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Engineers say the new span of the San Francisco-Oakland Bay Bridge would be able to handle a large earthquake much better than its aging counterpart. (Photo: Oakland mayor Jean Quan (R) tours a construction site at the final deck section of new self-anchored suspension span of the Bay Bridge on October 28, 2011 in Oakland, California. By Justin Sullivan/Getty Images)
Engineers say the new span of the San Francisco-Oakland Bay Bridge would be able to handle a large earthquake much better than its aging counterpart which was damaged by the Loma Prieta temblor in 1989.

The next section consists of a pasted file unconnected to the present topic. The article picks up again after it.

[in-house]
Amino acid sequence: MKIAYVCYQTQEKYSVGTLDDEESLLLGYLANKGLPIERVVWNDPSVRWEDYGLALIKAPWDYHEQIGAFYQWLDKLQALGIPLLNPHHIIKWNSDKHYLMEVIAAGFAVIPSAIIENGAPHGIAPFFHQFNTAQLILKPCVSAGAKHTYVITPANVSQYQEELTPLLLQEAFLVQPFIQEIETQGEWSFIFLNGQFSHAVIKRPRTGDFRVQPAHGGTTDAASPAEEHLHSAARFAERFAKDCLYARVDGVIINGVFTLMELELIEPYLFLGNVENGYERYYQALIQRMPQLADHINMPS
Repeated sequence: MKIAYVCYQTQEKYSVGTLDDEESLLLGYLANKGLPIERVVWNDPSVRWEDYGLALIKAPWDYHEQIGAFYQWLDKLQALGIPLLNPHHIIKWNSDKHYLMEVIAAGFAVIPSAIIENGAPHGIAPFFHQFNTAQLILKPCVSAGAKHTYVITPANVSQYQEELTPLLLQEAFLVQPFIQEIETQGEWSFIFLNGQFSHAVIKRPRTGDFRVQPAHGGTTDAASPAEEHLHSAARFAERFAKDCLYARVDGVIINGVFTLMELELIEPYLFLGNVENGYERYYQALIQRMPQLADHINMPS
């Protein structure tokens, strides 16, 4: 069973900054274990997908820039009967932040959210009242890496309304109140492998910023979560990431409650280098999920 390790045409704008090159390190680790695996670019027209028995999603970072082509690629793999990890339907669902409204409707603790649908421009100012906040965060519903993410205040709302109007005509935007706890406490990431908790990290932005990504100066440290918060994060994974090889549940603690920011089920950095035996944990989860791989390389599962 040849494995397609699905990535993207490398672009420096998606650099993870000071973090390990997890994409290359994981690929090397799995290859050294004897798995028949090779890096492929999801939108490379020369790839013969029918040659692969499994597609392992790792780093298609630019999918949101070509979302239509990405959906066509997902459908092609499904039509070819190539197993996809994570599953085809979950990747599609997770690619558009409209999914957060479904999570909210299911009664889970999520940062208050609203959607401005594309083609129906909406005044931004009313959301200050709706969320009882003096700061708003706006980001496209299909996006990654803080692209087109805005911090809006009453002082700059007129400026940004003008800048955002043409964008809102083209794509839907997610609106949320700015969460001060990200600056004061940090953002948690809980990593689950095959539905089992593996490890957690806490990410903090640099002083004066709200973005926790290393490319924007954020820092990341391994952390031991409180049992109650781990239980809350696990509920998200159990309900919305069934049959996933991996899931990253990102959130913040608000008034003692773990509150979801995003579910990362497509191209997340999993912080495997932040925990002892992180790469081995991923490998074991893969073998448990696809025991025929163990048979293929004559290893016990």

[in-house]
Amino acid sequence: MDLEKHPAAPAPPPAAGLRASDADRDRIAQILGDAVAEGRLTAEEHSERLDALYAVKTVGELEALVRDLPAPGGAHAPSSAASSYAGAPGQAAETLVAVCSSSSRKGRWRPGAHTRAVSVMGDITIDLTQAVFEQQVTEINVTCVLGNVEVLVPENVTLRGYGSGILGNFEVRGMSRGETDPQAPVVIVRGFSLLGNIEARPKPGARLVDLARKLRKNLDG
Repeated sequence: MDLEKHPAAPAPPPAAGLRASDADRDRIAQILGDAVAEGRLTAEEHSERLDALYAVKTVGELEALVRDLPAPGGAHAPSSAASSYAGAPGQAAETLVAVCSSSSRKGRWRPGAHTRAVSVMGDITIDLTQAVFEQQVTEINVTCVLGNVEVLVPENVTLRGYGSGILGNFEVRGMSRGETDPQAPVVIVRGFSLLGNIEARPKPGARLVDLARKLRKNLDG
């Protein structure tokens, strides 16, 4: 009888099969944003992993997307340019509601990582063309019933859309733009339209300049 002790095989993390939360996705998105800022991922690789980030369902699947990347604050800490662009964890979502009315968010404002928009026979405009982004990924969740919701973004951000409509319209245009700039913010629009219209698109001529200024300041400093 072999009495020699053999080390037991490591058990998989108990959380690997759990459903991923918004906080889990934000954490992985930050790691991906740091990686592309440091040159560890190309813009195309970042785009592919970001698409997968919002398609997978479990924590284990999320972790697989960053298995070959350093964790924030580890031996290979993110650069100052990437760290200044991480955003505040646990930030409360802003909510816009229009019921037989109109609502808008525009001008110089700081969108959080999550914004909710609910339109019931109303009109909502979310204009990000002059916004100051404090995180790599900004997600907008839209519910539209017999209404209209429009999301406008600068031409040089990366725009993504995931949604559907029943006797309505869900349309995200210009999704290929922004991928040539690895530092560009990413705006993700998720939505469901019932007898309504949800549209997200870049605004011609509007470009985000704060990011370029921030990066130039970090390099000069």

The Contra Costa Times reports an analysis from three agencies overseeing the Bay Bridge construction shows the new span would be able to withstand shaking from a major quake. The information was presented to Bay Area lawmakers who requested a briefing in the wake of public concerns about the $6.4 billion span's seismic safety.
More than 30 seismic safety rods broke after being tightened in March, forcing officials to scramble to repair the damage. The span is scheduled to open Labor Day weekend, but a decision will be made next month about whether the opening will be delayed.